I’m fostering a deaf and blind Aussie and if anyone has some tips on how to help with her being left, while I’m at work, she barks frantically. I’ve tried teats, kongs, bones, fermone collar, rescue remedy. I want her to be as adoptable as possible but this anxiety she has with being left is very stressful for her and me. I would like to find a solution as apposed to medications as vets have suggested. Thanks

  8. Hi SHellie, unfortunately, you’ve tried most of what we recommend as “quick fixes” for separation anxiety. I would explore medication with a veterinarian. There is absolutely nothing wrong with using medication if it improves the dog’s quality of life. If you haven’t done so already, you should check out Patricia McConnell’s booklet “I’ll Be Home Soon” and Nicole Wilde’s book “Don’t Leave Me”. As a volunteer with Aussie Rescue, I wish you good luck and thank you for all you do for the dogs.

  9. Thank you for the helpful information given here! My dog is newly blind from cataracts/diabetes and also is near deaf from ear medication toxicity- both happening almost overnight it seems. Talk about adjustment issues! Finding info on blind and deaf together has yielded very little with the exception of your site here. I am beyond appreciative!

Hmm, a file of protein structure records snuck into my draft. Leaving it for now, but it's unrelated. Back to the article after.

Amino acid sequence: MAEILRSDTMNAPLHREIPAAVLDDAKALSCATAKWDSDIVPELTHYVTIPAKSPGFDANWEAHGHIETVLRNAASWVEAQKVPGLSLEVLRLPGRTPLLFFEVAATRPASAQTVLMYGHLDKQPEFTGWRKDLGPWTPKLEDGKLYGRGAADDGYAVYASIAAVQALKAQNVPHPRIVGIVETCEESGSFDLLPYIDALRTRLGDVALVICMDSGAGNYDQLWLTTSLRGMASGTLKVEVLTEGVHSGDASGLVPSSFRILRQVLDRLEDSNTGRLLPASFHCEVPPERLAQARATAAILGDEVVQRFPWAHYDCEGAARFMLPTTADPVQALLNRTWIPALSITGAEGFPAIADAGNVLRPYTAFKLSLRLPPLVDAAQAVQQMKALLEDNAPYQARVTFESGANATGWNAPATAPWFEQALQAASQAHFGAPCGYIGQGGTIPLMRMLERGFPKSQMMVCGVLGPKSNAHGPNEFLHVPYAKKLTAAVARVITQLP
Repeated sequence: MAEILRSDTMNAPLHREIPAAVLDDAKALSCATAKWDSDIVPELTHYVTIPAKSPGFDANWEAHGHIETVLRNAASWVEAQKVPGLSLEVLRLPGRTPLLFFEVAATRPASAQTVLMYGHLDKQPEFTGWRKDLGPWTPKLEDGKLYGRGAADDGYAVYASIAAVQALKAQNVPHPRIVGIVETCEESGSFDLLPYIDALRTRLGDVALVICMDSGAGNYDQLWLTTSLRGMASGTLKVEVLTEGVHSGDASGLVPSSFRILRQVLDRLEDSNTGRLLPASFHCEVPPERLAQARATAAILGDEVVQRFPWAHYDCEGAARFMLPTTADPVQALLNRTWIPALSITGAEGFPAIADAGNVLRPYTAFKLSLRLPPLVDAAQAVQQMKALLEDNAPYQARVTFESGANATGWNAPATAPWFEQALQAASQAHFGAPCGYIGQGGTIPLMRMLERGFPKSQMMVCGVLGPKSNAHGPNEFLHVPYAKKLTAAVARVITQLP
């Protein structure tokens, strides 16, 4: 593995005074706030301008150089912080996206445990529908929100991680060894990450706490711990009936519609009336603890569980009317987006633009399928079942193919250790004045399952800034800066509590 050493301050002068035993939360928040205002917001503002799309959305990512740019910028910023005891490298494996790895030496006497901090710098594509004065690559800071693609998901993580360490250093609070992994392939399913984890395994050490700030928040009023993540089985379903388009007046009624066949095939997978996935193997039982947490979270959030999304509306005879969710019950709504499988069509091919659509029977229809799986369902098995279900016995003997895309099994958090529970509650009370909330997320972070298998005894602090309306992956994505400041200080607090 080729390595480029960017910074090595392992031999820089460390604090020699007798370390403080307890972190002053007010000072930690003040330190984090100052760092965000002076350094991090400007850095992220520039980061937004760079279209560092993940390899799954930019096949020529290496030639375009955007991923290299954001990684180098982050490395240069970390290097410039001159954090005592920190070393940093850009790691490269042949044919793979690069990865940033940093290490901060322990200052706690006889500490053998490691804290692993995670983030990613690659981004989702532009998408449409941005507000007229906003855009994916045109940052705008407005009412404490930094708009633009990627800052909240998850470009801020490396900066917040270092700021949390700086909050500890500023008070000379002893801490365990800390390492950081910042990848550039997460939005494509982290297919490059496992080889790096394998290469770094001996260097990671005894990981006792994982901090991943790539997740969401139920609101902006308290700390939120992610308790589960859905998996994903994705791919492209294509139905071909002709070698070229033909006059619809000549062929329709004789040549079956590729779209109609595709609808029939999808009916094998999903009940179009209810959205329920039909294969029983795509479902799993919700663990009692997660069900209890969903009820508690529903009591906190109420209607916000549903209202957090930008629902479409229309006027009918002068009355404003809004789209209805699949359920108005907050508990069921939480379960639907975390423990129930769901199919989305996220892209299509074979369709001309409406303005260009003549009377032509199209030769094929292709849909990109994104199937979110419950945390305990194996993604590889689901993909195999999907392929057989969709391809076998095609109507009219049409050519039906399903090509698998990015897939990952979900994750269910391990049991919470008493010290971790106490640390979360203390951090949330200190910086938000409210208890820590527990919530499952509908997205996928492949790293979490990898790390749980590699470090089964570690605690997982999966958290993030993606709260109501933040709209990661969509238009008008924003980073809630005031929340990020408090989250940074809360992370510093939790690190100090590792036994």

10. One thing I found helpful was using a different textured mat or small rug in the entrance to certain rooms or areas my dog uses so she can recognize where she is as she did not take to the scent thing easily…I may have used too strong scents though. We also have a very large cemented patio area and walkway and I place textured, no-slip strips in the path from the door to her potty spot so she can easily find her way. I think there maybe some cognitive issues as she is 14 and once in a while gets lost and panics so these help her find her path again especially after hosing off the patio.

  11. Hi Vicki! Thank you for posting about your experience with your dog. She’s lucky to have such a caring owner to help her through her golden years.